Okay Mann
“Ring Road”

by Jim Di Gioia

June 20, 2019

Jen Doerksen

Though I’ve publicly declared myself a homebody, there is one place in the world I’ve always wanted to visit: Iceland. There’s a mystique about this island nation in the north that I find alluring — it’s inter-dimensional; concurrently primitive and modern; self-contained yet thoroughly inviting.

Iceland is the rest of the earth’s ex-partner, living in the neighbourhood but doing its own thing, being its own self, living its best life. If it had an Instagram account, its stories would be blowing up, you know? All this makes it the perfect setting for “Ring Road”, a bouncy new tune from Winnipeg’s Okay Mann (if you missed 2017’s Little Mersey, do yourself a solid and go check it out). Songwriter Katlin Mathison calls it a break-up song based on personal events: “We each reacted [to the breakup] very differently. I became stuck in an emotional rut, and she cycled solo around the Ring Road of Iceland — the well-known highway which runs around the country. I was happy and proud for her, but a small part of me had the selfish desire to drag her down to my level, emotionally.”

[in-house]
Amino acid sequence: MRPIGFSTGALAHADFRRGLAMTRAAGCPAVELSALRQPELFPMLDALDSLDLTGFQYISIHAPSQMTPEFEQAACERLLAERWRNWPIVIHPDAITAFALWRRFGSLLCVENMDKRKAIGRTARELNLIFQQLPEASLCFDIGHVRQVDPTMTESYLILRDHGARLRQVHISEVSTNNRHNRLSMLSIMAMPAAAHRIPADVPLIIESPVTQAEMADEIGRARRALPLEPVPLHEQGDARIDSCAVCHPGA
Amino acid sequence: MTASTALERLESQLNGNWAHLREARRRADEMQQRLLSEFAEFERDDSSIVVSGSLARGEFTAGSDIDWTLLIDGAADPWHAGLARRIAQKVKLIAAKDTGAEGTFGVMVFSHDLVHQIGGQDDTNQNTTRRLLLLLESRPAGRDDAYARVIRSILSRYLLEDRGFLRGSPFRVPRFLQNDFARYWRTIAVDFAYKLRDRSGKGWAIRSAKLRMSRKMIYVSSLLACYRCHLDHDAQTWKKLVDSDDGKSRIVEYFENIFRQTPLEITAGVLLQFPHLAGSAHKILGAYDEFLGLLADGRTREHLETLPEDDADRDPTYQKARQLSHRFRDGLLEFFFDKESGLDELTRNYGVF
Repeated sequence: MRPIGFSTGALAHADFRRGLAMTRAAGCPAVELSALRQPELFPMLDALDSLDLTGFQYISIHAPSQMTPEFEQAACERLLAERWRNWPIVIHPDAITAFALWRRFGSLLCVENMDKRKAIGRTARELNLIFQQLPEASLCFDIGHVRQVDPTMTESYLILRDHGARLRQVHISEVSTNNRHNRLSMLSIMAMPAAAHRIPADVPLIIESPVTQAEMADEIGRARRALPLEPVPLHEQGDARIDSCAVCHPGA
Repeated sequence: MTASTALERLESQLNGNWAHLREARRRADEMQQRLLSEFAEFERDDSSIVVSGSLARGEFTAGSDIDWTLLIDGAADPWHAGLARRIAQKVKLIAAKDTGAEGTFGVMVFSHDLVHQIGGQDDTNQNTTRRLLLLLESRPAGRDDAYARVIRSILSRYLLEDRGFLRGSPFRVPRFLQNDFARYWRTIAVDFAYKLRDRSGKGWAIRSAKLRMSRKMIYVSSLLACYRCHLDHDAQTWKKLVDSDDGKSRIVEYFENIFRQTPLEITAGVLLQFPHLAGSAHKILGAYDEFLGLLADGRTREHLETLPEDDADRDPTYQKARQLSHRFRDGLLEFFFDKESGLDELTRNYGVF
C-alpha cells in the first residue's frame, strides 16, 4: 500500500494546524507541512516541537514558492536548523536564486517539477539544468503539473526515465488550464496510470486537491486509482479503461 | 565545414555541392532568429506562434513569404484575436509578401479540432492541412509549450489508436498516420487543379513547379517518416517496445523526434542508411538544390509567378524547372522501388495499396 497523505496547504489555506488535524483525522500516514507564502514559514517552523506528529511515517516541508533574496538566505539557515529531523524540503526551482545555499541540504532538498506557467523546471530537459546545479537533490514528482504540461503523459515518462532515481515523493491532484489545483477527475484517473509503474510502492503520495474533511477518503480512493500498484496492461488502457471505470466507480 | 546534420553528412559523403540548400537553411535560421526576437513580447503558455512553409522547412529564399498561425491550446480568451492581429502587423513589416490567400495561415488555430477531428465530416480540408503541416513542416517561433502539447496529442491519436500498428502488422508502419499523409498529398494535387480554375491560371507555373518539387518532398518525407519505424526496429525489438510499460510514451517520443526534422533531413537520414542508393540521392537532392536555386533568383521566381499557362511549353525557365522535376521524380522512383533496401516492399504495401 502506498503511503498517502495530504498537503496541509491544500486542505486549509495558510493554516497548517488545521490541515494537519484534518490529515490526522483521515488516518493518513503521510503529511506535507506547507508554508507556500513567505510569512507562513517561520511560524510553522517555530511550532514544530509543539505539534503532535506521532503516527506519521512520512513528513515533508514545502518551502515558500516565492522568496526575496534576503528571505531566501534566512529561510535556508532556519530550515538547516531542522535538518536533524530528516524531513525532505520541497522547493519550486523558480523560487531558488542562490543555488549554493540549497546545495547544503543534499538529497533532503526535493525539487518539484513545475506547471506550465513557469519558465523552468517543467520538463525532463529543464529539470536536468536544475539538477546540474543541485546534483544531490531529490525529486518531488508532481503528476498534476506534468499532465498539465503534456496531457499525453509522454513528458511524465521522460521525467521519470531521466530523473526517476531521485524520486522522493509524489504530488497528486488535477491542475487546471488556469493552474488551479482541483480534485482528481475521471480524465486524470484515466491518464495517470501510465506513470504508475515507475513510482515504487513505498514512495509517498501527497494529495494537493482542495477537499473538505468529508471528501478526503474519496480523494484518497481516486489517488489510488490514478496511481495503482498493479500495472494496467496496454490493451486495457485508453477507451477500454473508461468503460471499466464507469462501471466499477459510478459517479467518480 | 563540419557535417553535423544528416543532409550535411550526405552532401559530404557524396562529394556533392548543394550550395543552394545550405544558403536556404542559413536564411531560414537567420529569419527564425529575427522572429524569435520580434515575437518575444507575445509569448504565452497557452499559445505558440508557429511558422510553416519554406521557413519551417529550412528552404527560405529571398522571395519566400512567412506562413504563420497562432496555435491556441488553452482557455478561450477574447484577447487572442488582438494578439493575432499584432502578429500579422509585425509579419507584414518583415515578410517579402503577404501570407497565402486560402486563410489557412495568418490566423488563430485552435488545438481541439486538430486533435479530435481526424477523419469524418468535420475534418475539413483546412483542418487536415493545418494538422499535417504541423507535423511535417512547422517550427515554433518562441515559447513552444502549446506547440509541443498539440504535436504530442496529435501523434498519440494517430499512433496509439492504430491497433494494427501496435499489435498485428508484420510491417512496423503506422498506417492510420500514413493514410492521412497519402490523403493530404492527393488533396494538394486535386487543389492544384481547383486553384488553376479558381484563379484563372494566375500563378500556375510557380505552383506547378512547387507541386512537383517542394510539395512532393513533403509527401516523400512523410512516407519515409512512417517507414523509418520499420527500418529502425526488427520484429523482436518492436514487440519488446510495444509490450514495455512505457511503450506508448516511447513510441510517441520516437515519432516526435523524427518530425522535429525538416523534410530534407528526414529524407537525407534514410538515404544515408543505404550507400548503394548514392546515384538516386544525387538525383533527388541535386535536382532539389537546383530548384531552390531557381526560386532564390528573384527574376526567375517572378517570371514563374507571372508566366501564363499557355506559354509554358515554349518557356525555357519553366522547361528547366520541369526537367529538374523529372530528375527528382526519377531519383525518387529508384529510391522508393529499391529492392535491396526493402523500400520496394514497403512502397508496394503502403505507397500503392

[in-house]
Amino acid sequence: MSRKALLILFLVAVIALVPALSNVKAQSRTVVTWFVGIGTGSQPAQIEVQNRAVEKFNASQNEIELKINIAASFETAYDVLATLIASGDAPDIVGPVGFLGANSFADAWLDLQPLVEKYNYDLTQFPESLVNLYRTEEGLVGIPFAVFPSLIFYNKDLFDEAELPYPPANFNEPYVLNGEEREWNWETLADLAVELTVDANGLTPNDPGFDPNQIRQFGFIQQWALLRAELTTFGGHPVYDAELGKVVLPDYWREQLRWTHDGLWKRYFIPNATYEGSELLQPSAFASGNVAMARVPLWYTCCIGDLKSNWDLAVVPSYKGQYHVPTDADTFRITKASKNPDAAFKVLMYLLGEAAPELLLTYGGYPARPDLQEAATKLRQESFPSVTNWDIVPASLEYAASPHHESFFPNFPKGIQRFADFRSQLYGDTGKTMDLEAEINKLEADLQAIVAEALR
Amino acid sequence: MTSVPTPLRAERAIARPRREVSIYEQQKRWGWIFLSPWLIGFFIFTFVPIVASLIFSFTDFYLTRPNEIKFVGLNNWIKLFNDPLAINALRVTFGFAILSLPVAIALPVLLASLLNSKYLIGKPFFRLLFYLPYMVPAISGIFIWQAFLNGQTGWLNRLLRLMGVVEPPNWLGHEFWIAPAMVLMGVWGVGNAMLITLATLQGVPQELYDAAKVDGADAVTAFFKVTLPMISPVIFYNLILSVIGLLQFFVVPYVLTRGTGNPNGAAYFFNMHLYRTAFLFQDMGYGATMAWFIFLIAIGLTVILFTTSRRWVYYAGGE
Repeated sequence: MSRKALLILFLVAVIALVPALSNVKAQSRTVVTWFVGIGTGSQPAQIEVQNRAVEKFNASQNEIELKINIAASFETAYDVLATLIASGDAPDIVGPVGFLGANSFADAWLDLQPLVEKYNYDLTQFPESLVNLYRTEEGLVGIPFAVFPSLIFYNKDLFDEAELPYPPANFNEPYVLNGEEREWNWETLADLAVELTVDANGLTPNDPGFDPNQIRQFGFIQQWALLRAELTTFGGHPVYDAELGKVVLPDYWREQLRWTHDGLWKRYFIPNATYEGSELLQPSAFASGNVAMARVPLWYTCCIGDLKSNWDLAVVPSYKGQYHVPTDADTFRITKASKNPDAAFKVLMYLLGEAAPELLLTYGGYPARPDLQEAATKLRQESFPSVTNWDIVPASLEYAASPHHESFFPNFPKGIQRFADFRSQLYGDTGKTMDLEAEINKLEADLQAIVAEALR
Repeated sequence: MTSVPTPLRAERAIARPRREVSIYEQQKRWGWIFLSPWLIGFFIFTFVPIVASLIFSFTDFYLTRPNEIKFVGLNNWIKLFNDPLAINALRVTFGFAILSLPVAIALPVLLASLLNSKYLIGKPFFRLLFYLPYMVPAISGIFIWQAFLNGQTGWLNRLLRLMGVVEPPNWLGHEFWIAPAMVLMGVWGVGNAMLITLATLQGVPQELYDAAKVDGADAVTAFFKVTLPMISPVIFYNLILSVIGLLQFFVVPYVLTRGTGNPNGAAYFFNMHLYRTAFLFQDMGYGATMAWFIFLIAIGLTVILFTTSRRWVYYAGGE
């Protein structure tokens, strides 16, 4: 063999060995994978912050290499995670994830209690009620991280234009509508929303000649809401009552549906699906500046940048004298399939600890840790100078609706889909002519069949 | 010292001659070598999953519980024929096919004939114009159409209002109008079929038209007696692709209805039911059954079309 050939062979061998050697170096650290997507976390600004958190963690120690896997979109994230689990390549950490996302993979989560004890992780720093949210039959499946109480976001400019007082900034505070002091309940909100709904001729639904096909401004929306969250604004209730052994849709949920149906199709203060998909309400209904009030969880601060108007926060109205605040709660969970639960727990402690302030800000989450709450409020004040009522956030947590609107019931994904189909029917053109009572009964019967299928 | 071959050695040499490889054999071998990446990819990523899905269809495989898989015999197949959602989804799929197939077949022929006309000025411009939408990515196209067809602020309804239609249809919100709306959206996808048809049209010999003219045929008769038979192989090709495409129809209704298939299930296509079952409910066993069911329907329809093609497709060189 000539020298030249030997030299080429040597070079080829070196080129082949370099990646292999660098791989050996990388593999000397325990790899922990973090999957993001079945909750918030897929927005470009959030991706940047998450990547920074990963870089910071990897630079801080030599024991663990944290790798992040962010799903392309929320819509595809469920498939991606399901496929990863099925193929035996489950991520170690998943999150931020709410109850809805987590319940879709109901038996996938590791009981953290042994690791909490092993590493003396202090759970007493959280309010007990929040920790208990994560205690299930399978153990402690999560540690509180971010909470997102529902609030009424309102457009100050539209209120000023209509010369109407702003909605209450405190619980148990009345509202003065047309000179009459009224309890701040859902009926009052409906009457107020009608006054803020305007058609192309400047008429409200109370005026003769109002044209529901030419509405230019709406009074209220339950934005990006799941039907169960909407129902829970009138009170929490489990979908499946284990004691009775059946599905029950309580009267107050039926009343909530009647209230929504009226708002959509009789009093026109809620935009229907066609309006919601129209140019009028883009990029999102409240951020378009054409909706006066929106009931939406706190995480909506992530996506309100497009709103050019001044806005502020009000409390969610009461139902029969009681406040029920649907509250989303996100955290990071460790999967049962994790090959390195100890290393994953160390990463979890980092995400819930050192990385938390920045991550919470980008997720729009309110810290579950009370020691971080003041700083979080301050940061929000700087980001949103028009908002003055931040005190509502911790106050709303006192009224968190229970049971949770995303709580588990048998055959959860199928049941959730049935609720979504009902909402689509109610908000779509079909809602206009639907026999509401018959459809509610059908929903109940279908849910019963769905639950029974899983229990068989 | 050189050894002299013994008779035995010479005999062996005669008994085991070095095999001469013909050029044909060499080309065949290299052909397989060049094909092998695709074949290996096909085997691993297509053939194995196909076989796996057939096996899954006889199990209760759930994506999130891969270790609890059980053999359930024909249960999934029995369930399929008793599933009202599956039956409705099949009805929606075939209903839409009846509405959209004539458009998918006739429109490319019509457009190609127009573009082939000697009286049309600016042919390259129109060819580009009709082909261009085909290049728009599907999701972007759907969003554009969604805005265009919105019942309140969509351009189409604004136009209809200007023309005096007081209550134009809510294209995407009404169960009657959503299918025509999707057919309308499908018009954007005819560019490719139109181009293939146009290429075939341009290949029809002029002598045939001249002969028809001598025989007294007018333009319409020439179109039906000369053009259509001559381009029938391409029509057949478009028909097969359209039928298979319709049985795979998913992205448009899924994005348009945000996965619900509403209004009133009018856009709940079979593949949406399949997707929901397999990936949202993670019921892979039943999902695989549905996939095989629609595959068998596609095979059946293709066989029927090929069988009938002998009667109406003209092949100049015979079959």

Mathison invests the song with musical optimism and hope. Brightly played brass breaks through the lyrical gloom while his strumming, like his singing, is “just smiling to deceive and disengage,” attempting to put up a veneer meant to hide away the heartache. Still, it leaks through, by way of porous cracks that allow Mathison’s emotional vulnerability to emerge without making a sappy mess of the song. The frostiness over the initial break-up has melted, but “Ring Road” is a heartfelt reminder that, like Iceland’s Ring Road, a ride through the remnants of lost love are always just around the bend.

Jim Di Gioia

CoFounder at DOMINIONATED
Jim founded the music blog Quick Before It Melts in 2006 and was its principal writer until 2016, when its decade-long run ended 10 years to the day it started. DOMINIONATED is its spiritual successor. Jim currently serves as a Polaris Music Prize jurist and Prism Prize jurist.
Jim Di Gioia

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